In Iraq, the level of sacrifice exceeds the likely level of achievement
America's goal for Iraq, as articulated in 2003, was to help create "a peaceful, united, stable, secure Iraq, well-integrated into the international community, and a full partner in the Global War on Terrorism."This follows Tom Friedman and David Broder, both war supporters, coming to the same conclusion last week. And the Oregonian has some harsh words for those who are using Iraq as a political football.
Despite a scattering of hopeful milestones along the way -- the capture of Saddam Hussein, the killing of Abu Musab al-Zarqawi, the election of a central government, a growing number of trained and equipped Iraqi security forces -- the goal of a peaceful, secure Iraq seems more distant than ever.
Iraqis are killing each other at the rate of about 3,000 a month, and American servicepersons continue to die at a rate of between one and two a day. Even the Voice of America reports this week that "violence in Iraq is at its highest level since the U.S. invasion in 2003."
By and large, the military plan for the post-Saddam era hasn't worked. In many parts of the country, including the capital, the average Iraqi family lives in fear. Others have fled.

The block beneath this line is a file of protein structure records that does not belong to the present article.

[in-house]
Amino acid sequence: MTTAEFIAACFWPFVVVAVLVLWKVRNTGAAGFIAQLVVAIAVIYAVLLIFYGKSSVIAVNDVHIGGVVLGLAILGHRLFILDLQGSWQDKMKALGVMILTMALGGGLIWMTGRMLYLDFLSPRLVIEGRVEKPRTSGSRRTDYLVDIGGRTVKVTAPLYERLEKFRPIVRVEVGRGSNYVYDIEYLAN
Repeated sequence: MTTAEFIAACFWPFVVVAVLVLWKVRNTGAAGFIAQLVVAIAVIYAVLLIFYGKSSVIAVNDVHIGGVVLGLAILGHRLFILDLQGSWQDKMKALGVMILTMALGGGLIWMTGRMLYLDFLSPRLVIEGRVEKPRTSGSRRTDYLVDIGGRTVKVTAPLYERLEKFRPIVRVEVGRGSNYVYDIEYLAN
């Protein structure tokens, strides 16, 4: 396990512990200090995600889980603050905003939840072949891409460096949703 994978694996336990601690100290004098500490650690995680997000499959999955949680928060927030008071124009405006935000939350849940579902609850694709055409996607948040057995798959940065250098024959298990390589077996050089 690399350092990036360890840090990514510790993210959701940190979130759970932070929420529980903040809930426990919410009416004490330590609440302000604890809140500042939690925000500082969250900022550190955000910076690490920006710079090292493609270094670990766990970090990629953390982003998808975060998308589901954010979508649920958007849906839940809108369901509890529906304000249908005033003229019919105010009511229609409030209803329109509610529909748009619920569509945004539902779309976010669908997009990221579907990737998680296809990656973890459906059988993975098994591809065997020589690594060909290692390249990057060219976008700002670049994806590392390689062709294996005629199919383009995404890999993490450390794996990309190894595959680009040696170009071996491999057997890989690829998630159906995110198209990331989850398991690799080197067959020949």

It's not this country's job to pour more American blood into the dust in the hope that things get better someday. It's time, instead, to prepare for the day when America leaves Iraq.
The U.S. government must make it clear that it doesn't intend to remain long in a situation in which its people are killed to bring peace to a country that doesn't seem to want it. It's not a sign of weakness to acknowledge that things have gone badly and the likelihood of a desirable outcome has diminished. Such an acknowledgement may have the helpful effect of focusing the energies of Iraq's fractious government, which appears helpless without U.S. military and economic support.
It's also time to prepare the neighborhood, including Iran and Syria, and other interested parties, from Paris to New Delhi, for the day the United States stops fighting. It's important that the world confront the consequences of a post-American state in Iraq. While it's hard to imagine the international discussions that would ensue would be constructive, the United Nations' experience this month in Lebanon offers a little hope.
Many in this country filter their views of Iraq through lenses of electoral politics, but that is simply immoral. The lives of U.S. troops and Iraqi civilians are more important than midterm results in Washington. Nobody should be willing to let the violence continue because it may yield political benefits.
America owes its military families the best answer it can give to the question, "Why do we fight?" It also owes the people of Iraq a path out of chaos, but sadly, it's not clear that one exists. At the very least, it's time to call the question.